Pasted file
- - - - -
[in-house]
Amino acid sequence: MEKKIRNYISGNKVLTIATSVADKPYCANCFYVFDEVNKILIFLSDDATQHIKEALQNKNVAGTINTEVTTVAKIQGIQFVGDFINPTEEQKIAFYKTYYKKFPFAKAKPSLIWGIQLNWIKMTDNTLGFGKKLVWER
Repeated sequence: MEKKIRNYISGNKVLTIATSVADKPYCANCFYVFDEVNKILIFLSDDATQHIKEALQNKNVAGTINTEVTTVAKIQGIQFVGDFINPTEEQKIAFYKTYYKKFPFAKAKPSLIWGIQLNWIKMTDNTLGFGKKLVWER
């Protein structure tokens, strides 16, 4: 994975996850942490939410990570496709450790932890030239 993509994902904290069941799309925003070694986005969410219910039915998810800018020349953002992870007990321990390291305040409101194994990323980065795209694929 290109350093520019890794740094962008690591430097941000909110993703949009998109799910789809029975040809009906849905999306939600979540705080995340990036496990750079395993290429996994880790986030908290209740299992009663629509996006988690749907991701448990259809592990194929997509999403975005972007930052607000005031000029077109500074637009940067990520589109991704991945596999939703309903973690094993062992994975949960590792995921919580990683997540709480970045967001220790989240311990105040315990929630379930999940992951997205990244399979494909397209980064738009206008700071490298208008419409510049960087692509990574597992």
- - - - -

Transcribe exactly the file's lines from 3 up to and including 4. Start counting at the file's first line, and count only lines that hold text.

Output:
Repeated sequence: MEKKIRNYISGNKVLTIATSVADKPYCANCFYVFDEVNKILIFLSDDATQHIKEALQNKNVAGTINTEVTTVAKIQGIQFVGDFINPTEEQKIAFYKTYYKKFPFAKAKPSLIWGIQLNWIKMTDNTLGFGKKLVWER
């Protein structure tokens, strides 16, 4: 994975996850942490939410990570496709450790932890030239 993509994902904290069941799309925003070694986005969410219910039915998810800018020349953002992870007990321990390291305040409101194994990323980065795209694929 290109350093520019890794740094962008690591430097941000909110993703949009998109799910789809029975040809009906849905999306939600979540705080995340990036496990750079395993290429996994880790986030908290209740299992009663629509996006988690749907991701448990259809592990194929997509999403975005972007930052607000005031000029077109500074637009940067990520589109991704991945596999939703309903973690094993062992994975949960590792995921919580990683997540709480970045967001220790989240311990105040315990929630379930999940992951997205990244399979494909397209980064738009206008700071490298208008419409510049960087692509990574597992």